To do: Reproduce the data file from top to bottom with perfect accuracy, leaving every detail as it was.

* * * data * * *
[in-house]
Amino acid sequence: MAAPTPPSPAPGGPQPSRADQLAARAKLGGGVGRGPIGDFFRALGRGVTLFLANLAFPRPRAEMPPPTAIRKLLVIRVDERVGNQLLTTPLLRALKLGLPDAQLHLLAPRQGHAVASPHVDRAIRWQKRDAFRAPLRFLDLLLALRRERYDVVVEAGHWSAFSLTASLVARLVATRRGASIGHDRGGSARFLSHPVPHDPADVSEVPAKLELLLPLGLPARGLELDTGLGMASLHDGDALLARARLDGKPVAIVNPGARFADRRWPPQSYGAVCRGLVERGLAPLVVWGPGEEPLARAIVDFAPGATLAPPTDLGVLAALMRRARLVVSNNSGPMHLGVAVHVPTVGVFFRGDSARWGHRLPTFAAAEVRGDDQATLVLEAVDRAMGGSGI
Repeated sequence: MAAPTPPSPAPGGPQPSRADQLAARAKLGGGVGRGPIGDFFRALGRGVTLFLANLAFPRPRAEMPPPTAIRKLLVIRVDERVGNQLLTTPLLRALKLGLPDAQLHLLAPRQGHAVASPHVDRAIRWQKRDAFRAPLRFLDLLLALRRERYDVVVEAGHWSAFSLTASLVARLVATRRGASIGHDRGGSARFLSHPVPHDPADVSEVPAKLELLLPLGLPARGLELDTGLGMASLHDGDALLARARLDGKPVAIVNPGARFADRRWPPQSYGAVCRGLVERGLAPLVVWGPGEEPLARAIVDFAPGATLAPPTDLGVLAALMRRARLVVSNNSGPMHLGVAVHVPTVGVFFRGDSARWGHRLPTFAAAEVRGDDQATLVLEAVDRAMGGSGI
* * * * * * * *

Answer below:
[in-house]
Amino acid sequence: MAAPTPPSPAPGGPQPSRADQLAARAKLGGGVGRGPIGDFFRALGRGVTLFLANLAFPRPRAEMPPPTAIRKLLVIRVDERVGNQLLTTPLLRALKLGLPDAQLHLLAPRQGHAVASPHVDRAIRWQKRDAFRAPLRFLDLLLALRRERYDVVVEAGHWSAFSLTASLVARLVATRRGASIGHDRGGSARFLSHPVPHDPADVSEVPAKLELLLPLGLPARGLELDTGLGMASLHDGDALLARARLDGKPVAIVNPGARFADRRWPPQSYGAVCRGLVERGLAPLVVWGPGEEPLARAIVDFAPGATLAPPTDLGVLAALMRRARLVVSNNSGPMHLGVAVHVPTVGVFFRGDSARWGHRLPTFAAAEVRGDDQATLVLEAVDRAMGGSGI
Repeated sequence: MAAPTPPSPAPGGPQPSRADQLAARAKLGGGVGRGPIGDFFRALGRGVTLFLANLAFPRPRAEMPPPTAIRKLLVIRVDERVGNQLLTTPLLRALKLGLPDAQLHLLAPRQGHAVASPHVDRAIRWQKRDAFRAPLRFLDLLLALRRERYDVVVEAGHWSAFSLTASLVARLVATRRGASIGHDRGGSARFLSHPVPHDPADVSEVPAKLELLLPLGLPARGLELDTGLGMASLHDGDALLARARLDGKPVAIVNPGARFADRRWPPQSYGAVCRGLVERGLAPLVVWGPGEEPLARAIVDFAPGATLAPPTDLGVLAALMRRARLVVSNNSGPMHLGVAVHVPTVGVFFRGDSARWGHRLPTFAAAEVRGDDQATLVLEAVDRAMGGSGI